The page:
Emergency Room Visits Are on the Rise

CDC Says ER Visits Increase as Number of ERs Decline

Medically Reviewed by Laura J. Martin, MD on May 19, 2010
From the WebMD Archives

May 19, 2010 -- Americans have been going to emergency rooms (ERs) for treatment in increasing numbers since 1996, with poor and uninsured people more likely to seek treatment than others, the CDC says.

The increase in emergency room visits has come at a time when the number of ERs has decreased, causing overcrowding, longer wait times, and rising health care costs, according to the CDC's National Center for Health Statistics.

"As national health care costs continue to rise and policymakers become increasingly interested in ways to make the health care system more efficient, it is important to understand the characteristics of those individuals who use EDs (emergency departments) -- often in place of other sources of ambulatory care," the report states.

The CDC reports that:

  • One in five people in the U.S. had one or more emergency room visits over a 12-month period in 2007.
  • The uninsured between 45 and 64 were no more likely than those with private insurance to report at least one emergency room visit. The same was true for children.
  • Among adults 18-44 the uninsured were more likely than those with private insurance to have at least one ER visit.
  • Medicaid patients were more likely to have reported multiple ER visits than people with private insurance, as well as the uninsured.
  • As family income increased, the likelihood of having visited an ER decreased. Income differences were more pronounced than those based on age, race, or ethnicity.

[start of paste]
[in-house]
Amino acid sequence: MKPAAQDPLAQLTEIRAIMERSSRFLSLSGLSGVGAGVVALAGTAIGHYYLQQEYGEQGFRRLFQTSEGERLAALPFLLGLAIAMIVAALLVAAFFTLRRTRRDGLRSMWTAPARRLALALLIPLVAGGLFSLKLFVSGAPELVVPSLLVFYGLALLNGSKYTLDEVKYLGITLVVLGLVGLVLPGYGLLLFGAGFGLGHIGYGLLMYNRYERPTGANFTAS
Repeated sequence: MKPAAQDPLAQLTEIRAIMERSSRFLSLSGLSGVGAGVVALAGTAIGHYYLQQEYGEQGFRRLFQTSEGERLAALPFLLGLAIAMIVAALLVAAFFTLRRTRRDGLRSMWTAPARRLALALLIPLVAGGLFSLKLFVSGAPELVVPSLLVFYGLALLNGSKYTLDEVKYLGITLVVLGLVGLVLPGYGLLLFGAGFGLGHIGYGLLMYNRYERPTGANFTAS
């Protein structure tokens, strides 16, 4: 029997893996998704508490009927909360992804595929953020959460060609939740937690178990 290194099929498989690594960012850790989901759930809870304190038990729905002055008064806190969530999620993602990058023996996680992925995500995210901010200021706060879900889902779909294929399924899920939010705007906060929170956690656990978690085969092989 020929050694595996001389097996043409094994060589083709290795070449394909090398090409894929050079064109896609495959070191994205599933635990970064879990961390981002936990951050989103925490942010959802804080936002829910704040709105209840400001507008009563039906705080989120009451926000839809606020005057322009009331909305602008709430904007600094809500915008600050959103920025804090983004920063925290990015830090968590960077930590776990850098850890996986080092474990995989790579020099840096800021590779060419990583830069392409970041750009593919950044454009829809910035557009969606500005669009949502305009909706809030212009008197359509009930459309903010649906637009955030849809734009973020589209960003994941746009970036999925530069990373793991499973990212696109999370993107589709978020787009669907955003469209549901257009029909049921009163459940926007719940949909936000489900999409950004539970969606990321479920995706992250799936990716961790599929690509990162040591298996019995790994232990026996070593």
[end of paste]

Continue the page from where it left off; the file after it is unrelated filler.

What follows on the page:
• Adults 75 and over were more likely to have reported at least one ER visit in a12-month period than younger people.
  • Non-Hispanic black people were more likely to have reported one or more ER visits in a 12 month period than non-Hispanic whites or Hispanics.
  • In 2007, 10% of ED visits by people under age 65 were considered nonurgent.

The numbers paint a clear picture, showing a strong correlation between income levels and a tendency to seek treatment in emergency departments, which is costly for hospitals, and causes costs to individuals to rise, as well as increases in health insurance premiums.

Also, the report states, adults in fair or poor health are much more likely to use emergency departments than people describing themselves as in very good or excellent health. Factors such as age, insurance status, perceived health status and race and ethnicity all play roles in ER visits.

"Future work should focus on untangling the complex interactions among the socio-demographic, health status and health care access factors that appear to be associated with visits to the ED (emergency department)," the CDC says.

Medicaid and ER Visits

The numbers also show an apparent tendency of Medicaid beneficiaries to go to emergency departments more often than others. The report says 15% of Medicaid beneficiaries under 65 had two or more ER visits, compared with 7% of the uninsured and 5% of people with private insurance.

The percentage of Medicaid beneficiaries under 65 with four or more ER visits over a 12-month period was highest at 5% compared to 2% among the uninsured and 1% of those with private insurance.

The report says that 10% of ER visits in 2007 by people under 65 were considered non-urgent.

People on Medicaid may seek emergency treatment more often than those with private insurance coverage or the uninsured because of higher rates of disability and chronic medical conditions, the CDC says.